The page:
Will the disappearance of the traditional Chinese tea-house lead to a decline in tea diversity? I’m not sure to what extent the diversity of teas we see in supermarkets and specialty shops is due to differences in provenance and processing as opposed to genetic differences among cultivars. No doubt a bit of both.
Flickr photograph by emily_mason_boyd used under a Creative Commons License.
The post a couple of days back about horseradish got me thinking about the whole “Capital of the World” thing. And of course it turns out Wikipedia has a long list of cities that call themselves the world capital of something or other. Here are the ones for crops (and one domesticated animal):
- Almond Capital of the World – Sacramento, California, Chico, California, USA
- Apple Capital of the World – Wenatchee, Washington, USA
- Apricot Capital of the World – Patterson, California, USA
- Artichoke Center of the World – Castroville, California, USA
- Avocado Capital of the World – Fallbrook, California, USA
- Blueberry Capital of the World – Oxford, Nova Scotia, Canada
- Broccoli Capital of the World – Greenfield, California, USA
- Carrot Capital of the World – Ohakune, New Zealand
- Cherry Capital of the World – Traverse City, Michigan, USA
- Date Capital of the World – Indio, California, USA
- Garlic Capital of the World – Gilroy, California, USA
- Grape Capital of the World – Lodi, California, USA
- Horseradish Capital of the World – Tulelake, California, USA
- Kiwifruit Capital of the world – Te Puke, New Zealand
- Mule Capital of the World – Columbia, Tennessee, USA
- Pear Capital of the World – Kelseyville, California
- Raisin Capital of the World – Selma, California, Fresno, California, USA
- Strawberry Capital of the World – Oxnard, California, USA
- Winter Strawberry Capital of the World – Plant City, Florida, USA
You’ll notice something of a disagreement over horseradish! Anyway, unsurprisingly perhaps, most of these places are in the US, and indeed California. So I was thinking: what would be the real Avocado Capital of the World, for example? I would vote for Antigua in Guatemala, where a couple of important varieties originated. The California Avocado Society (I think) put a plaque in the central plaza some years back commemorating the contribution of the area to the California avocado industry. The famous plant explorer Wilson Popenoe had a house there. Here’s a history of the avocado. And here’s an interesting account of avocado collecting in Guatemala. Any other ideas? What would naming a city a world capital for a crop do for the conservation of that crop?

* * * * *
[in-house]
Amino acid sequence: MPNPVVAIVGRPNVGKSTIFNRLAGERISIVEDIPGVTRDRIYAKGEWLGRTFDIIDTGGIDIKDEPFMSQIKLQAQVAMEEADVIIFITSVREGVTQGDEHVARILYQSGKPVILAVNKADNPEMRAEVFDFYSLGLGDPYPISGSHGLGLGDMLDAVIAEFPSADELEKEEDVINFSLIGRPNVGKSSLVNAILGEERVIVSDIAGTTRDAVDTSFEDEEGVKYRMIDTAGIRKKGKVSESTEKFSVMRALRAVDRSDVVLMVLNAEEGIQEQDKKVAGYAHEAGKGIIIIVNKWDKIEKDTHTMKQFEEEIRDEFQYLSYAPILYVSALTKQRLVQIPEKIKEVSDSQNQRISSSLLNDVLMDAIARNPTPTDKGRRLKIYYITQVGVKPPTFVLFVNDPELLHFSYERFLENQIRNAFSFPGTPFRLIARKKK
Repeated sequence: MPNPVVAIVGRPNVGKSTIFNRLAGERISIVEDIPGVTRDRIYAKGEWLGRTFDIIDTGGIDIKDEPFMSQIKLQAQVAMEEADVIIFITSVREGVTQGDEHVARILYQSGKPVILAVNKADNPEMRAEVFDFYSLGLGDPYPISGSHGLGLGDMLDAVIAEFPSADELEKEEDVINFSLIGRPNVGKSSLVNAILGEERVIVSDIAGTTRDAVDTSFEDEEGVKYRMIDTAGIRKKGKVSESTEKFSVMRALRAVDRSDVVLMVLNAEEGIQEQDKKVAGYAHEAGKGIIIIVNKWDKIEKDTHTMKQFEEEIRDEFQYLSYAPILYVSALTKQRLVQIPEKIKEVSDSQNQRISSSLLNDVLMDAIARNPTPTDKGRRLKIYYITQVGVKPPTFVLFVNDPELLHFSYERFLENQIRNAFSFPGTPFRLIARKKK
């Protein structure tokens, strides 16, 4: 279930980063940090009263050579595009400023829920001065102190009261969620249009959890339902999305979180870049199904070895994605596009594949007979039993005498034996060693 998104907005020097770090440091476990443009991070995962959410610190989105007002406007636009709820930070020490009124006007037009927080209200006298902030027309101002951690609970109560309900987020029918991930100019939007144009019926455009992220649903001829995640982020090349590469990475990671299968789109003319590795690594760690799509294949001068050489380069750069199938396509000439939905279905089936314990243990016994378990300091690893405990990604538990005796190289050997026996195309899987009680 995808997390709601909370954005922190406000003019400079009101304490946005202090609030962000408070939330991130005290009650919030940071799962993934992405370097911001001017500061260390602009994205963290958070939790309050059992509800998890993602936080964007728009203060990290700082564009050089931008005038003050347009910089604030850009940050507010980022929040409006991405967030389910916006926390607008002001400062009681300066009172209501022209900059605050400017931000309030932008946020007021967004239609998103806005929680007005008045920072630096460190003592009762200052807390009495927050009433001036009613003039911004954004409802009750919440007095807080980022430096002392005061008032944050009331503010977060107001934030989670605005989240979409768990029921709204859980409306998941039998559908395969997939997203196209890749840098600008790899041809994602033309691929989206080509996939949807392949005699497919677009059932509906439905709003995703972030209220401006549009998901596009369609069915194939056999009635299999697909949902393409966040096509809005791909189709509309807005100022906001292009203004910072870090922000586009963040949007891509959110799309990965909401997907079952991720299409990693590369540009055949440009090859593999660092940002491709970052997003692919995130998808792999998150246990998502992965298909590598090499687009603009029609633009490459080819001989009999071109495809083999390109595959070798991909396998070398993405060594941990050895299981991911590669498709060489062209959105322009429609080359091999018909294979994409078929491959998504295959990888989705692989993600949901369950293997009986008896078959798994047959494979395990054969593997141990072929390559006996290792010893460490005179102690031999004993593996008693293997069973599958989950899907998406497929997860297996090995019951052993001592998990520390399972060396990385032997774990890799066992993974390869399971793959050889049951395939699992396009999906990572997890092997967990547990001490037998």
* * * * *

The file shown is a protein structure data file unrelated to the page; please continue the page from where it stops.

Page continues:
Bread enriched with lupin flour left people feeling fuller than ordinary wheat bread, according to a recent report. This could be good news for people who would otherwise be taking anti-obesity pills, and even better news for Australia’s lupin farmers. That’s where the research was carried out. I didn’t know that lupin is already widely used in baked goods because it can replace (more expensive?) eggs and butter. Edible lupins are a common snack in Italy. They also periodically crop up as “neglected” species that could solve world hunger given half a chance. Whether this latest news will reinvigorate that effort is anybody’s guess.
From Wales, no less, that hotbed of biodiversity, comes a report on the use of wood to fuel power stations. Not exactly novel, the arguments are nevertheless entertaining.
“With a guaranteed outlet for the wood it makes sense to manage woodlands. If we take care when working the woodland it can also benefit biodiversity. By using a local product instead of imported oil we can support local businesses and use local labour.”
The Harvard International Review has a web exclusive on The Politics of FoodÂ that will take some digesting…